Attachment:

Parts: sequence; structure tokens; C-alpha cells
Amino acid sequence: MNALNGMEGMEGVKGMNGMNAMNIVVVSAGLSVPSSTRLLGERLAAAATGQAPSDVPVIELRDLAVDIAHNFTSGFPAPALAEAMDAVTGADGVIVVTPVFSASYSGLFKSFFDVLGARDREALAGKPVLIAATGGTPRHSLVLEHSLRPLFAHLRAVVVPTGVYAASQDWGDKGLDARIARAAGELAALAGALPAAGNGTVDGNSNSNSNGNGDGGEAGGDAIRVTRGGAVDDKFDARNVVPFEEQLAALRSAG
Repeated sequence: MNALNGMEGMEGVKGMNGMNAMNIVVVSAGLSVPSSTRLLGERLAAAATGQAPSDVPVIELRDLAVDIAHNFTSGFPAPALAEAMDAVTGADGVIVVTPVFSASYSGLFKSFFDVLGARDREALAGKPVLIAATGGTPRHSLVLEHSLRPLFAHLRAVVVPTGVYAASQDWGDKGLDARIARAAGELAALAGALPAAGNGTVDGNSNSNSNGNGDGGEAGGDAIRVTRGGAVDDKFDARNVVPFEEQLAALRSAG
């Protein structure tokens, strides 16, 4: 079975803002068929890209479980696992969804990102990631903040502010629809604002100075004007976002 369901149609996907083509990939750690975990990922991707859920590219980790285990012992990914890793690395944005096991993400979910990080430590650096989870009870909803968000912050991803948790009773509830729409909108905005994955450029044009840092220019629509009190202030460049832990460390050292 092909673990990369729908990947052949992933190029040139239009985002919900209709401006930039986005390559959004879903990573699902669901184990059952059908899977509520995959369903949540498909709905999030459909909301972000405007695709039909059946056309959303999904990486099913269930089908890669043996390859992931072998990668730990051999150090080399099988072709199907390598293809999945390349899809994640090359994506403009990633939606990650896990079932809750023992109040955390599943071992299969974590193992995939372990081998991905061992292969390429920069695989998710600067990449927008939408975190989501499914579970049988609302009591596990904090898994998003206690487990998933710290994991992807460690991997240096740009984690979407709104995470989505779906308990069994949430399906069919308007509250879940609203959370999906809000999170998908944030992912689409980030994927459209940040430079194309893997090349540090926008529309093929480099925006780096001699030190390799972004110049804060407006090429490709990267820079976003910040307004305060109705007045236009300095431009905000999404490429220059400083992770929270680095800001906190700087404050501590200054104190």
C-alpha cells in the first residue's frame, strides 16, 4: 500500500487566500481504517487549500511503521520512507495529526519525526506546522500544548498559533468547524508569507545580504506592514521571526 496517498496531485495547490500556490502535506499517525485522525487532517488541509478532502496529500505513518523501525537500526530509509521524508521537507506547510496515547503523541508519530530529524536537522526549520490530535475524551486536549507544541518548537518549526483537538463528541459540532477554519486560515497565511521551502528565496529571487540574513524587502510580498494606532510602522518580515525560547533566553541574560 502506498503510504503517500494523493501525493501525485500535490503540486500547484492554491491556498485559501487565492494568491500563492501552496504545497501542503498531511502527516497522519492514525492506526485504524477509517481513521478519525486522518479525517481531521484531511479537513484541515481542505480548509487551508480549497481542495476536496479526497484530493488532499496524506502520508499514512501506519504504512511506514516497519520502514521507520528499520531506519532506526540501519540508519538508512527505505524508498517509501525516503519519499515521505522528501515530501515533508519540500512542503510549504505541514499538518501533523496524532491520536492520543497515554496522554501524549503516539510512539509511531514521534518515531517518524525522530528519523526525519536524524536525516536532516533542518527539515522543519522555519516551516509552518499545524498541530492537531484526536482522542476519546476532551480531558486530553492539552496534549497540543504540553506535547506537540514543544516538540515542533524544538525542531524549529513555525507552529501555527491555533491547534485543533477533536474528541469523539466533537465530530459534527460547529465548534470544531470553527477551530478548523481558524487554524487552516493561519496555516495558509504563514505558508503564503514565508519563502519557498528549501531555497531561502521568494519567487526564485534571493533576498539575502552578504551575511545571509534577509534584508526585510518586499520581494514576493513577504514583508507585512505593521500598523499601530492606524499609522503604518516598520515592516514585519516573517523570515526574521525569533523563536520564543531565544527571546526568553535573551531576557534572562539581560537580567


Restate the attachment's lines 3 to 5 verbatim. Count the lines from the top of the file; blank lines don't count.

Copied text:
Repeated sequence: MNALNGMEGMEGVKGMNGMNAMNIVVVSAGLSVPSSTRLLGERLAAAATGQAPSDVPVIELRDLAVDIAHNFTSGFPAPALAEAMDAVTGADGVIVVTPVFSASYSGLFKSFFDVLGARDREALAGKPVLIAATGGTPRHSLVLEHSLRPLFAHLRAVVVPTGVYAASQDWGDKGLDARIARAAGELAALAGALPAAGNGTVDGNSNSNSNGNGDGGEAGGDAIRVTRGGAVDDKFDARNVVPFEEQLAALRSAG
């Protein structure tokens, strides 16, 4: 079975803002068929890209479980696992969804990102990631903040502010629809604002100075004007976002 369901149609996907083509990939750690975990990922991707859920590219980790285990012992990914890793690395944005096991993400979910990080430590650096989870009870909803968000912050991803948790009773509830729409909108905005994955450029044009840092220019629509009190202030460049832990460390050292 092909673990990369729908990947052949992933190029040139239009985002919900209709401006930039986005390559959004879903990573699902669901184990059952059908899977509520995959369903949540498909709905999030459909909301972000405007695709039909059946056309959303999904990486099913269930089908890669043996390859992931072998990668730990051999150090080399099988072709199907390598293809999945390349899809994640090359994506403009990633939606990650896990079932809750023992109040955390599943071992299969974590193992995939372990081998991905061992292969390429920069695989998710600067990449927008939408975190989501499914579970049988609302009591596990904090898994998003206690487990998933710290994991992807460690991997240096740009984690979407709104995470989505779906308990069994949430399906069919308007509250879940609203959370999906809000999170998908944030992912689409980030994927459209940040430079194309893997090349540090926008529309093929480099925006780096001699030190390799972004110049804060407006090429490709990267820079976003910040307004305060109705007045236009300095431009905000999404490429220059400083992770929270680095800001906190700087404050501590200054104190």
C-alpha cells in the first residue's frame, strides 16, 4: 500500500487566500481504517487549500511503521520512507495529526519525526506546522500544548498559533468547524508569507545580504506592514521571526 496517498496531485495547490500556490502535506499517525485522525487532517488541509478532502496529500505513518523501525537500526530509509521524508521537507506547510496515547503523541508519530530529524536537522526549520490530535475524551486536549507544541518548537518549526483537538463528541459540532477554519486560515497565511521551502528565496529571487540574513524587502510580498494606532510602522518580515525560547533566553541574560 502506498503510504503517500494523493501525493501525485500535490503540486500547484492554491491556498485559501487565492494568491500563492501552496504545497501542503498531511502527516497522519492514525492506526485504524477509517481513521478519525486522518479525517481531521484531511479537513484541515481542505480548509487551508480549497481542495476536496479526497484530493488532499496524506502520508499514512501506519504504512511506514516497519520502514521507520528499520531506519532506526540501519540508519538508512527505505524508498517509501525516503519519499515521505522528501515530501515533508519540500512542503510549504505541514499538518501533523496524532491520536492520543497515554496522554501524549503516539510512539509511531514521534518515531517518524525522530528519523526525519536524524536525516536532516533542518527539515522543519522555519516551516509552518499545524498541530492537531484526536482522542476519546476532551480531558486530553492539552496534549497540543504540553506535547506537540514543544516538540515542533524544538525542531524549529513555525507552529501555527491555533491547534485543533477533536474528541469523539466533537465530530459534527460547529465548534470544531470553527477551530478548523481558524487554524487552516493561519496555516495558509504563514505558508503564503514565508519563502519557498528549501531555497531561502521568494519567487526564485534571493533576498539575502552578504551575511545571509534577509534584508526585510518586499520581494514576493513577504514583508507585512505593521500598523499601530492606524499609522503604518516598520515592516514585519516573517523570515526574521525569533523563536520564543531565544527571546526568553535573551531576557534572562539581560537580567